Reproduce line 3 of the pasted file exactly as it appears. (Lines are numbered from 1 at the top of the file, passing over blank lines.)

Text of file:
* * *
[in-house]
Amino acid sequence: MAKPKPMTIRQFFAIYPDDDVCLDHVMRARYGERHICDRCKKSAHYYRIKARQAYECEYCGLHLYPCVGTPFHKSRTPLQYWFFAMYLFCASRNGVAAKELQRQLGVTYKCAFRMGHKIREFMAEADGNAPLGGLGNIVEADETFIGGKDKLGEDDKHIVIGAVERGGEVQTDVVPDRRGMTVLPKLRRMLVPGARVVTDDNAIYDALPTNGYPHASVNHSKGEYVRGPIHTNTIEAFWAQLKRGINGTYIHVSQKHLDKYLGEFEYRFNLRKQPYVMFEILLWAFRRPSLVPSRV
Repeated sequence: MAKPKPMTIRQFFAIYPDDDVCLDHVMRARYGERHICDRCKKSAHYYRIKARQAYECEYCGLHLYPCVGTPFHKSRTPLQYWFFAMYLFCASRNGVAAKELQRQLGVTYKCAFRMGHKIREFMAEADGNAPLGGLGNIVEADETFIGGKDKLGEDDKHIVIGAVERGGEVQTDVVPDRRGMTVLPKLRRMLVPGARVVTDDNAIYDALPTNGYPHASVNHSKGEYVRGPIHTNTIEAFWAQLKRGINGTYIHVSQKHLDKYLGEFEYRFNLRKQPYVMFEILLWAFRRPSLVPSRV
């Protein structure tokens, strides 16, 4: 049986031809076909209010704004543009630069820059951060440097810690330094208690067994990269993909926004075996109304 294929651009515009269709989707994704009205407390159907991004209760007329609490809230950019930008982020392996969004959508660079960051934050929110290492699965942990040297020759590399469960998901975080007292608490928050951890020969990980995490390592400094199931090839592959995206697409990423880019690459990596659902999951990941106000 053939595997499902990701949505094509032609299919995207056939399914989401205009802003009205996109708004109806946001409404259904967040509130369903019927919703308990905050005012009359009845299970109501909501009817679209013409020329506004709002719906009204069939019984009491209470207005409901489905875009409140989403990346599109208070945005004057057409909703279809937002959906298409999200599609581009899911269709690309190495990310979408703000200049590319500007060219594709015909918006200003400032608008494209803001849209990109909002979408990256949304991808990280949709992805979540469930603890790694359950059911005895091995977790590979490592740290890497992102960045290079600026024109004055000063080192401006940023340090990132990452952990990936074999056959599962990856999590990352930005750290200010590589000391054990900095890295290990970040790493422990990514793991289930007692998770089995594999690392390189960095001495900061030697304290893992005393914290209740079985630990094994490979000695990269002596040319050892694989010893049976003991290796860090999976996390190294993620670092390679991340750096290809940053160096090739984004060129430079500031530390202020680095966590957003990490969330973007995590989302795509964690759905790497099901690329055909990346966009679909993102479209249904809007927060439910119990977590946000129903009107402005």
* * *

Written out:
Repeated sequence: MAKPKPMTIRQFFAIYPDDDVCLDHVMRARYGERHICDRCKKSAHYYRIKARQAYECEYCGLHLYPCVGTPFHKSRTPLQYWFFAMYLFCASRNGVAAKELQRQLGVTYKCAFRMGHKIREFMAEADGNAPLGGLGNIVEADETFIGGKDKLGEDDKHIVIGAVERGGEVQTDVVPDRRGMTVLPKLRRMLVPGARVVTDDNAIYDALPTNGYPHASVNHSKGEYVRGPIHTNTIEAFWAQLKRGINGTYIHVSQKHLDKYLGEFEYRFNLRKQPYVMFEILLWAFRRPSLVPSRV